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SXSW ’11 | 24 Filmmakers In Their Own Words

SXSW '11 | 24 Filmmakers In Their Own Words

Soon after SXSW unveiled its 2011 lineup, indieWIRE invited directors with films in the Narrative, Documentary and Emerging Visions sections to submit responses in their own words about their films. This year, a total of 24 filmmakers took part. Below find links to their interviews.

Narrative Competition

Chris Eyre, “A Year in Mooring”
“I became a filmmaker when I started taking pictures as a teenager. I photographed everything—people, animals and many landscapes. I didn’t know why, but as a Native-American adoptee, I first started looking at all the historical photos of my own tribe in high school and tried to figure out who all these distant relatives might be.”

Aimee Lagos, “96 Minutes”
“My journey towards filmmaking began in theatre. I got interested in directing theatre at a very young age and began studying it seriously when I was 16, but it was really my experiences outside of the entertainment world that sparked my desire to direct film.”

K. Lorrel Manning, “Happy New Year”
“It was very important for me and Soopum Sohn, my cinematographer, to not get in the way of the action. We like to create an environment in which the actors feel totally free and safe to follow their instincts and “play”. That’s not always easy to achieve in film as it is in theatre.”

Matt D’Elia, “American Animal”
“Next, I’ve got a neo-Western/thriller that I’ve written and am set to direct. It’s a crime film set in Texas circa the Vietnam War, a particularly violent time in the state’s history. But it’s contained. It’s not some huge, sprawling action film. It’s basically “American Animal” with guns and cowboy hats and blood. A bit of blood, too.”

Annie J. Howell and Lisa Robinson, “Small, Beautifully Moving Parts”
“We are firmly micro-budget, so we wrote the script as a road movie (a form we love), knowing where we could utilize resources we already had. (Google Maps was usually open while writing, calculating distances!).”

Terry McMahon, “Charlie Casanova”
“As news spread we were going to shoot twenty-three pages of script on day one, the crew accurately asserted that not only was their director a madman, he was worse, he was an imbecile. We shot the film in eleven days. Pickups or re-shoots were never going to be an option.”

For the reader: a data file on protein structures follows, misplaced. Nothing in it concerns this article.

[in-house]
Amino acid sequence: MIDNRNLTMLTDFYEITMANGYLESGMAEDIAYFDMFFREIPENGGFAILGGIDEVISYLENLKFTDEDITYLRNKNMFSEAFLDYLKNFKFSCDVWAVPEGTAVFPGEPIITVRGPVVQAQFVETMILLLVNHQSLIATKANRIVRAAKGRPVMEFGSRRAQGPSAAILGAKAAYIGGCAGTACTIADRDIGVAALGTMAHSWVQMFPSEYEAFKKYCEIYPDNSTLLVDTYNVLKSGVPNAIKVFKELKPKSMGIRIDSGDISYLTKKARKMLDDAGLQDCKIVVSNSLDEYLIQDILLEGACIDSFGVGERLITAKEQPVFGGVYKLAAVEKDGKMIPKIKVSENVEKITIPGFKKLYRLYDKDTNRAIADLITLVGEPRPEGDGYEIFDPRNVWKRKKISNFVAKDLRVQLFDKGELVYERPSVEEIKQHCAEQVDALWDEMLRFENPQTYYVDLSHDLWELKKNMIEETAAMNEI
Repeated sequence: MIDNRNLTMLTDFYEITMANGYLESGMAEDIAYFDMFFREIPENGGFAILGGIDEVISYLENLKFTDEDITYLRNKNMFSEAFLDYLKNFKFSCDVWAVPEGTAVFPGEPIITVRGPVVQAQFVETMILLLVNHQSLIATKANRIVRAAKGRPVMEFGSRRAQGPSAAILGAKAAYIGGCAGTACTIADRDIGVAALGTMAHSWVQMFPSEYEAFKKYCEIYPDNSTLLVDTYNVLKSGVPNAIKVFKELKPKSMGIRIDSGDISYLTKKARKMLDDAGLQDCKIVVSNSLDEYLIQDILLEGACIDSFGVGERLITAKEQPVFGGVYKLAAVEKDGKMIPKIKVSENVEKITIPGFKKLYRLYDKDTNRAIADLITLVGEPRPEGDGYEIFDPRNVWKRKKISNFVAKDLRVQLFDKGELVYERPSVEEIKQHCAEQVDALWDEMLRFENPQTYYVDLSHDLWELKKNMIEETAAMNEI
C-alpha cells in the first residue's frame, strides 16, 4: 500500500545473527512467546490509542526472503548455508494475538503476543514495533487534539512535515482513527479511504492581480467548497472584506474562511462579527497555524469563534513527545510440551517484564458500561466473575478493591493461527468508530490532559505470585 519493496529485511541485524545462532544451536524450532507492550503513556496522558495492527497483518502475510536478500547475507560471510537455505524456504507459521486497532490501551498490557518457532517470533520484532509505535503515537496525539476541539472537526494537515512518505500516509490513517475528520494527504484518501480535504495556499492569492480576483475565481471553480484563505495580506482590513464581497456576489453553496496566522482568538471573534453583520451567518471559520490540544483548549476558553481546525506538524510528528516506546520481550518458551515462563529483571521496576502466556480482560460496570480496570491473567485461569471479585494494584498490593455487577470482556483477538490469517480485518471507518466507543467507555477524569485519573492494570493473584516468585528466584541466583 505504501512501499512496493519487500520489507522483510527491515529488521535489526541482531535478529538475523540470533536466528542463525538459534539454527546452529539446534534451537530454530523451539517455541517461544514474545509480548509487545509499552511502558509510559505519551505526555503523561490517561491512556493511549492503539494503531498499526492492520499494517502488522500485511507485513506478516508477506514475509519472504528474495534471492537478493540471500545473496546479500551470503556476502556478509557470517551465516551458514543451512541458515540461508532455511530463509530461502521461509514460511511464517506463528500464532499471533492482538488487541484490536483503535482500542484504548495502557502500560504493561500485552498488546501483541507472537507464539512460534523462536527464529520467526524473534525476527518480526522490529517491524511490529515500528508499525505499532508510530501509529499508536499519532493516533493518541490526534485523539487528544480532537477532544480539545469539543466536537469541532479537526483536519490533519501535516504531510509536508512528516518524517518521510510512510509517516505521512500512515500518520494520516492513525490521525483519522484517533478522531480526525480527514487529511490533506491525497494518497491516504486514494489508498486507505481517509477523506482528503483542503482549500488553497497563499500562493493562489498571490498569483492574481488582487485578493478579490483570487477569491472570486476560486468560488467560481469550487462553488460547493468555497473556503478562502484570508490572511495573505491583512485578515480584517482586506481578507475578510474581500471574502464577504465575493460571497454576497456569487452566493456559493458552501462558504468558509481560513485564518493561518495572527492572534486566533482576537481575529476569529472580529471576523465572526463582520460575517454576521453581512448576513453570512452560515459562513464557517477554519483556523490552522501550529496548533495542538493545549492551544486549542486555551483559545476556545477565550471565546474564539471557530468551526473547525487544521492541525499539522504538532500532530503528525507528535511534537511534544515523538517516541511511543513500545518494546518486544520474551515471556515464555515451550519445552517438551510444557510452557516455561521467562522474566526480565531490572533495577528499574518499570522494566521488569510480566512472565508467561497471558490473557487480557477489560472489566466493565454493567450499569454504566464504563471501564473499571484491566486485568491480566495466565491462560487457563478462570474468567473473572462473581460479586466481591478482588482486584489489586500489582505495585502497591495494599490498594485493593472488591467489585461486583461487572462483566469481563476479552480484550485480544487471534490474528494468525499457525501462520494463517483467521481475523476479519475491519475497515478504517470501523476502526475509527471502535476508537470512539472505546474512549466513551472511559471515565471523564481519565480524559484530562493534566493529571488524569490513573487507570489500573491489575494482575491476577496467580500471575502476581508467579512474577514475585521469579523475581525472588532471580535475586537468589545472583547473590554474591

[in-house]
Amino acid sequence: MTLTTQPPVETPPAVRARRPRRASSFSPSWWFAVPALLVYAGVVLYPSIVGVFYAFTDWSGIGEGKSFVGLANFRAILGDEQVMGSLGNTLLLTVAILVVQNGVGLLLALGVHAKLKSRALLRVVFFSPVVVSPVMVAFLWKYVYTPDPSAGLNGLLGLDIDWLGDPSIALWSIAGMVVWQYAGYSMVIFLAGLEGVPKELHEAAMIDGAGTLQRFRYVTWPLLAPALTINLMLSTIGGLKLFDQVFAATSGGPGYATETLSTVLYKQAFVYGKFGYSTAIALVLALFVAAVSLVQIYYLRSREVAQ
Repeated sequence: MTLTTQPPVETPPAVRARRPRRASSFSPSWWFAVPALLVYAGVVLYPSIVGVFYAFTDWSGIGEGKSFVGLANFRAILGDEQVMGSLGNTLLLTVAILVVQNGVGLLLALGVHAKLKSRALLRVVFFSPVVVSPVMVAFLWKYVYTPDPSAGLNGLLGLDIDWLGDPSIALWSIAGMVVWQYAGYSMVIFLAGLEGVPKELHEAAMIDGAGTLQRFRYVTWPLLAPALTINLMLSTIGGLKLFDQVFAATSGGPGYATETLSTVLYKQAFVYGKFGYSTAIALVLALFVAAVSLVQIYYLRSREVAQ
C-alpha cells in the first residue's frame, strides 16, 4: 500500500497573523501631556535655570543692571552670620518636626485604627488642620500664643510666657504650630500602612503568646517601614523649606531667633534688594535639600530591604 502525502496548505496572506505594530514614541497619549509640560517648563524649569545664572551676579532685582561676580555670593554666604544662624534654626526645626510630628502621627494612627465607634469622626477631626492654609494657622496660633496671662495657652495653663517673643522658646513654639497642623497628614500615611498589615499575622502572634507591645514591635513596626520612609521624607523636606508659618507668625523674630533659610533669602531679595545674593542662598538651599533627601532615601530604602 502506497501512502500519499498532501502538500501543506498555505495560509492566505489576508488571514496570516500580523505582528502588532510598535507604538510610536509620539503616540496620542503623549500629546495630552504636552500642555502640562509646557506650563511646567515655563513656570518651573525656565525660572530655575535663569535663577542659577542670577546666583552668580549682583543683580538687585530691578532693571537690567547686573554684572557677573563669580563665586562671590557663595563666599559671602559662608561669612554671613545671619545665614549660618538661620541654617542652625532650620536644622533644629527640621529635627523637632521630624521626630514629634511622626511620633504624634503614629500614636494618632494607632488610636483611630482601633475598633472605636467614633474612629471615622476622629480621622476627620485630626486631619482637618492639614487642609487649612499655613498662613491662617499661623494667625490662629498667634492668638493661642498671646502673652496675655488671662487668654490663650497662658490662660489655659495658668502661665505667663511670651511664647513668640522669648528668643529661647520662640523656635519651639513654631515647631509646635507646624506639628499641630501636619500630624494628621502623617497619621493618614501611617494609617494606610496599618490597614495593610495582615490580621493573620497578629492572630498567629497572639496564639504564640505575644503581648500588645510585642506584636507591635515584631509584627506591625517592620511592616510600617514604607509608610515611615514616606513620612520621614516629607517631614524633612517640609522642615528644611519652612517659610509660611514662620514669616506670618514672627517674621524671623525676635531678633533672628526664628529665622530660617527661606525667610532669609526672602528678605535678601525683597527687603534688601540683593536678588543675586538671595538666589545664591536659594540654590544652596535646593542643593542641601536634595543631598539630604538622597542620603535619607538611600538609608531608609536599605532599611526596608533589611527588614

Robbie Pickering, “Natural Selection”
“I always wanted to do a film about my mother, who is a fairly religious housewife in Jersey Village, Texas. I’ve rarely seen a person like her portrayed onscreen in anything besides a totally satirical light, and I wanted to do her character justice.”

Janet Grillo, “Fly Away”
“We had a remarkably good time shooting “Fly Away.” Despite that our characters were in a state of wrenching despair, we shot on a shoestring, and covered 90 pages in 14 days! The crew was just amazing. Pavlina cultivates a group of people with whom she regularly works, so it’s a cohesive team that goes together from project to project. I call it “Pav’s Pod.””

Documentary Competition

Sally Rowe, “A Matter of Taste”
“Many aspects of making this documentary were challenging – trying to convey taste through a visual medium; trying to get someone who is highly creative to discuss his process; dealing with the pure volume of footage from a ten year shoot with different cameras and formats.”

Don Argott and Demian Fenton, “Last Days Here”
“In terms of being lured into filmmaking – I saw a few docs that changed my perspective on the medium: “Harlan County USA,” “Brother’s Keeper,” and “Sherman’s March.” Seeing these films at the perfect time in my life was completely inspiring. Somehow it made everything seem possible… You could put a small crew together and tell the most powerful story with the most amazing characters in whatever style you chose wished.”

Tristan Patterson, “Dragonslayer”
“I had no job skills and the only thing I knew how to do was watch movies, so after college I wrangled an interview with Scott Macaulay. He’d produced “Gummo,” which I’d seen and liked a lot. I accidentally stepped on his girlfriend’s dog during the interview. He asked me what movies I liked and I told him. He hired me and it changed my life.”

Michael Tucker and Petra Epperlein, “Fightville”
“We approached the subject armed with literature. Every fight is a story and the sweet science—boxing—has long been a literary staple. Jack London used to spar with his wife in his garden. Hemingway bragged of his fighting skills. Mailer wrote as much about boxing as he did about culture.”